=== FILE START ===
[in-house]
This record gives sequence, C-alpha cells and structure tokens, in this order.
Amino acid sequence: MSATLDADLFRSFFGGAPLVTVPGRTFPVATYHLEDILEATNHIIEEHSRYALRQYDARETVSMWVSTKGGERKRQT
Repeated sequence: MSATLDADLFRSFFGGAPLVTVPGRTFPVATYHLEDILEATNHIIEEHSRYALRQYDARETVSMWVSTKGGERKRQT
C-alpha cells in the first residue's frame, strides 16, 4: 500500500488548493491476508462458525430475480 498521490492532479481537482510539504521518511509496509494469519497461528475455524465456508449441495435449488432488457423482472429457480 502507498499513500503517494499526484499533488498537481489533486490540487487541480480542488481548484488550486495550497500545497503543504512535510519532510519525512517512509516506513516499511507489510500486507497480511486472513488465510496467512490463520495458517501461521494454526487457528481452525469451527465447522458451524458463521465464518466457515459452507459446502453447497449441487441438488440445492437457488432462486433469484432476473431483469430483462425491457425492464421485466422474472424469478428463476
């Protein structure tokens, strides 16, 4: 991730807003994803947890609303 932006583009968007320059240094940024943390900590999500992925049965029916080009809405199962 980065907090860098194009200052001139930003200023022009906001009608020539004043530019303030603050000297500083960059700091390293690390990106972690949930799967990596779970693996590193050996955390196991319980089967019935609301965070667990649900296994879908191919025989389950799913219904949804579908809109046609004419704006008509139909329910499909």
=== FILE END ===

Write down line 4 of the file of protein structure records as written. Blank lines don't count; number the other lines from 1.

Repeated sequence: MSATLDADLFRSFFGGAPLVTVPGRTFPVATYHLEDILEATNHIIEEHSRYALRQYDARETVSMWVSTKGGERKRQT